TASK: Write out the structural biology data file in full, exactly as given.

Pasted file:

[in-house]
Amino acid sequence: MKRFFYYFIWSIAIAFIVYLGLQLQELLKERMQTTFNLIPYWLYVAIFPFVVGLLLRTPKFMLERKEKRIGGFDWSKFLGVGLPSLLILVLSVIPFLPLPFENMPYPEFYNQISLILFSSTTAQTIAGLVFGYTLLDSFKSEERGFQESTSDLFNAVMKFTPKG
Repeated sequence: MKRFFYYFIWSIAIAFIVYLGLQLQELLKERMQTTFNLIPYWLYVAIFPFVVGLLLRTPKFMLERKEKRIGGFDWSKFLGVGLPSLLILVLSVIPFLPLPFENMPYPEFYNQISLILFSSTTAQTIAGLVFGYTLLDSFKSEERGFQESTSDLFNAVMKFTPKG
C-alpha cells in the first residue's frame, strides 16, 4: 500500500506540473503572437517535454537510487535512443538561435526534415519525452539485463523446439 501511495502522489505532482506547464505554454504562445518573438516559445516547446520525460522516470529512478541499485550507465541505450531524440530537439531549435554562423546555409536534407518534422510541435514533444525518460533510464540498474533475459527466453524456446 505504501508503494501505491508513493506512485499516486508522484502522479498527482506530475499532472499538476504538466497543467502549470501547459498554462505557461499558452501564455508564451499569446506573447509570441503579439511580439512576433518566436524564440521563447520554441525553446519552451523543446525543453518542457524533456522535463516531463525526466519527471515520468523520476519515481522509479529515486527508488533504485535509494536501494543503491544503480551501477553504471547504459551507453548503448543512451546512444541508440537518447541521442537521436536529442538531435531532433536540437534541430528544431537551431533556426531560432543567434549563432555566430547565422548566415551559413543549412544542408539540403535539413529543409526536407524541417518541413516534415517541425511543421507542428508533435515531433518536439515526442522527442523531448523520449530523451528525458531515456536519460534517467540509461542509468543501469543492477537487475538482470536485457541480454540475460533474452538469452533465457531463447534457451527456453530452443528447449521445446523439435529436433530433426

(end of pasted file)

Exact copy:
[in-house]
Amino acid sequence: MKRFFYYFIWSIAIAFIVYLGLQLQELLKERMQTTFNLIPYWLYVAIFPFVVGLLLRTPKFMLERKEKRIGGFDWSKFLGVGLPSLLILVLSVIPFLPLPFENMPYPEFYNQISLILFSSTTAQTIAGLVFGYTLLDSFKSEERGFQESTSDLFNAVMKFTPKG
Repeated sequence: MKRFFYYFIWSIAIAFIVYLGLQLQELLKERMQTTFNLIPYWLYVAIFPFVVGLLLRTPKFMLERKEKRIGGFDWSKFLGVGLPSLLILVLSVIPFLPLPFENMPYPEFYNQISLILFSSTTAQTIAGLVFGYTLLDSFKSEERGFQESTSDLFNAVMKFTPKG
C-alpha cells in the first residue's frame, strides 16, 4: 500500500506540473503572437517535454537510487535512443538561435526534415519525452539485463523446439 501511495502522489505532482506547464505554454504562445518573438516559445516547446520525460522516470529512478541499485550507465541505450531524440530537439531549435554562423546555409536534407518534422510541435514533444525518460533510464540498474533475459527466453524456446 505504501508503494501505491508513493506512485499516486508522484502522479498527482506530475499532472499538476504538466497543467502549470501547459498554462505557461499558452501564455508564451499569446506573447509570441503579439511580439512576433518566436524564440521563447520554441525553446519552451523543446525543453518542457524533456522535463516531463525526466519527471515520468523520476519515481522509479529515486527508488533504485535509494536501494543503491544503480551501477553504471547504459551507453548503448543512451546512444541508440537518447541521442537521436536529442538531435531532433536540437534541430528544431537551431533556426531560432543567434549563432555566430547565422548566415551559413543549412544542408539540403535539413529543409526536407524541417518541413516534415517541425511543421507542428508533435515531433518536439515526442522527442523531448523520449530523451528525458531515456536519460534517467540509461542509468543501469543492477537487475538482470536485457541480454540475460533474452538469452533465457531463447534457451527456453530452443528447449521445446523439435529436433530433426